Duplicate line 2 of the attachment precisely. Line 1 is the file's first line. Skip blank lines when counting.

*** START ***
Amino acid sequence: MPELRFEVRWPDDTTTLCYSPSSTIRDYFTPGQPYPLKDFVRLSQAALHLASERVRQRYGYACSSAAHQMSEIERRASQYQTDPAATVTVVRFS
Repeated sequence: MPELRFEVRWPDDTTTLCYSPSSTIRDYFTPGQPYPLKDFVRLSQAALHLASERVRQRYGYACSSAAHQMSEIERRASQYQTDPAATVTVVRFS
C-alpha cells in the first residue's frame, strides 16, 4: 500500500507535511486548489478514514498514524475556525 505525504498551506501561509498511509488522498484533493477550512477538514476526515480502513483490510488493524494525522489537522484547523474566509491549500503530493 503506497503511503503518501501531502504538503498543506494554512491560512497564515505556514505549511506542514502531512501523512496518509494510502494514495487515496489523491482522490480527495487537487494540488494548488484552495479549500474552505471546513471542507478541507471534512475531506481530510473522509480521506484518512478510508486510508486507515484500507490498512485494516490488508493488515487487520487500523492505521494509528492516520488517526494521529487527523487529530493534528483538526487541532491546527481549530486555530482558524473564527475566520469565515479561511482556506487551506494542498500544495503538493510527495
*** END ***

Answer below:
Repeated sequence: MPELRFEVRWPDDTTTLCYSPSSTIRDYFTPGQPYPLKDFVRLSQAALHLASERVRQRYGYACSSAAHQMSEIERRASQYQTDPAATVTVVRFS